June 23, 2015
BOULDER JUNCTION, Wis. - Monday, June 29, marks the 100th birthday of aviation for the state Department of Natural Resources. It was on that date in 1915, that the first forest patrol flight to occur anywhere in the world took place in Wisconsin.
On that date a wealthy Chicago adventurer named Jack Vilas, flying one of the first commercial flying machines ever built--a rickety-looking hydroaeroplane called a Curtis Flying Boat--took Wisconsin's first chief forester, Edward Griffith, into the blue skies above Trout Lake and the sprawling Northwoods.
100 years ago this summer, Wisconsin foresters joined pilot Jack Vilas, far right, on his Curtis Flying Boat on Trout Lake in northern Wisconsin. The single-engine biplane - composed mainly of wood, fabric and wire - featured a wooden propeller mounted behind the pilot, called a "pusher propeller."
During that flight the idea occurred to Vilas that a pilot could scan the landscape for the wispy columns of white smoke that signaled wildfire with far greater range than a forester in a lookout tower. He offered to make daily flights that summer, free of charge, in exchange for a commission as the world's first flying fire ranger.
That commission was swiftly granted by the Wisconsin Conservation Department, a precursor to the DNR. Within two years, the "Wisconsin Plan" for forest protection was adopted by Canada and other countries and by 1919 the U.S. Forest Service had introduced aerial fire patrols.
A century later, DNR pilots are still flying fire detection routes, generally during hot, dry weather in the early spring, before "green up," when the ground is covered with dried grasses and brush and tall, thirsty pines that can ignite as easily as a match.
Today's DNR pilots do much more than spot fires. They are highly trained specialists who stay airborne above the flames providing a wide range of detailed reports to firefighters on the ground, information that not only makes fire suppression faster but safer. They make sure firefighters have an escape route should the wind shift.
And this is only one of many services DNR pilots now provide. Working with law enforcement agencies across the state, they play a key role in guarding public safety. DNR pilots, for instance, will fly at night, at low altitude, using a forward-looking infra-red sensor to search for the heat signal of a lost child or a missing hunter.
They work for wildlife officials, tracking mammals, birds and even fish from the sky, either visually or using radios to pick up signals from transmitters implanted by biologists to study the movements of various wildlife species.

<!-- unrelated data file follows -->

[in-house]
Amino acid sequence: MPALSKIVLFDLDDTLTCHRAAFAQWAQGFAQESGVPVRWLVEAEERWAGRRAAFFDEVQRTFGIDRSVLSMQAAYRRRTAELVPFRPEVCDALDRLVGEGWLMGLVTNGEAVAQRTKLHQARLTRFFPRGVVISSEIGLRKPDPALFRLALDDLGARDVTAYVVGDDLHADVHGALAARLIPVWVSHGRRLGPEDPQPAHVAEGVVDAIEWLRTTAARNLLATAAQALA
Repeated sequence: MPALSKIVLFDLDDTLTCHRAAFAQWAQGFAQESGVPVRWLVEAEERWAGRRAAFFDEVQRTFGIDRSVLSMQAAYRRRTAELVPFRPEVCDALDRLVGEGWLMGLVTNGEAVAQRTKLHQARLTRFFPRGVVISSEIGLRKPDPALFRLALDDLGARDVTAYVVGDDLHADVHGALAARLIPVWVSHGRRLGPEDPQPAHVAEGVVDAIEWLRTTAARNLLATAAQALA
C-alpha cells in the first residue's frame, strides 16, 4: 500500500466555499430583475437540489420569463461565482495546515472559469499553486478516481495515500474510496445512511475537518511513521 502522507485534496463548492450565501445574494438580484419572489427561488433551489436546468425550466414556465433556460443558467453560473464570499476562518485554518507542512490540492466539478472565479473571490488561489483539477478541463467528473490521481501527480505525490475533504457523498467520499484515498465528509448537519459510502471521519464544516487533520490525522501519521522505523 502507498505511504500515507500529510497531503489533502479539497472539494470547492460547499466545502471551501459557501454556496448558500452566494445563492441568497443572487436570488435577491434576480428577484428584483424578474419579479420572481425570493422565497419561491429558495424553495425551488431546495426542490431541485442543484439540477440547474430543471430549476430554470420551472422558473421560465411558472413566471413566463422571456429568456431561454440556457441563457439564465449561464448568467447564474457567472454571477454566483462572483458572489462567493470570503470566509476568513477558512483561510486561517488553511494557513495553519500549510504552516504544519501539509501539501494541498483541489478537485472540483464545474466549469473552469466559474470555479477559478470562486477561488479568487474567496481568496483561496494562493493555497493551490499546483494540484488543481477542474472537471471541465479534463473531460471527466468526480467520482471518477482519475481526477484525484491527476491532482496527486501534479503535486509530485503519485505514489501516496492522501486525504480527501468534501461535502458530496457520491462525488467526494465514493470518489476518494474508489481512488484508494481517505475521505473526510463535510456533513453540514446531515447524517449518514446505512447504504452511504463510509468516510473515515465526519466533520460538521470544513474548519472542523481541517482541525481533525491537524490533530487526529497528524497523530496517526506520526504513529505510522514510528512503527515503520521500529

DNR pilots search for signs of forest diseases. They provide critical data during and after floods and other natural disasters. Experts in aerial photography, they provide a wide range of services to public land managers and DNR specialists working on spills and other environmental problems.
"I rest easier knowing our highly-skilled pilots are always available on short notice when we need them," said DNR Secretary Cathy Stepp. "Few people realize how important they are to our mission, to protect and enhance our natural resources and to guard public safety. Let me be the first to wish our wonderful aviation team a very happy 100th birthday."
DNR pilot Larry Waskow flew above the Rat River wildfire just west of Appleton in April, providing key information to DNR and municipal firefighters on the ground.
Currently, there are 10 full-time and eight part-time, limited-term DNR pilots. There are two full-time pilots stationed at each of five DNR hangars located in Madison, Eau Claire, Siren, Rhinelander and Oshkosh.
They must be skilled aviators before joining DNR. Many have served in military aircraft. They include former jet pilots, wilderness bush pilots and flight instructors, and sometimes all of these. Now they are natural resource pilots, granted a Federal Aviation Administration exemption allowing them to fly at low altitudes.
A historic footnote: Jack Vilas made his historic flights while vacationing in his beloved Northwoods where he was a devoted hunter and fisherman. He kept his flying boat on Trout Lake in Vilas County. The county, created by the state legislature in 1893, was named for Jack's uncle, William Vilas of Madison, a Civil War veteran who served as U.S. Postmaster, as the U.S. Secretary of Interior and finally as a U.S. senator from Wisconsin.
Jack Vilas had no interest in such industrious work. The son of a wealthy industrialist, he devoted his life to adventure - hunting and fishing, driving race cars and then piloting one of the world's first airplanes. He was the first pilot to fly cross Lake Michigan. A man of many talents, he turned out to be a superior fire warden.
There were no radios back then, so when he spotted a fire, he would land at Trout Lake and phone nearby forestry headquarters to report it. He would give a compass direction and a visual estimate of distance made without any instrumentation whatsoever. Foresters racing to a fire Vilas said was 40 miles from headquarters would be amazed when this turned out to be a precise estimate.
To his credit, Vilas set a standard of excellence that lives on today in the public servants who fly for the DNR.
For more information: see "A centennial year for DNR aviation" in the June issue of Wisconsin Natural Resources magazine; "Celebrate the first fire patrol" and "So you want to be a conservation pilot" on the DNR's Environmental Education for Kids website; and Wisconsin fire history on the DNR website.
FOR MORE INFORMATION CONTACT: Catherine Koele, DNR wildfire prevention specialist, 715-356-5211 x208 or Ed Culhane, Office of Communications, 715-781-1683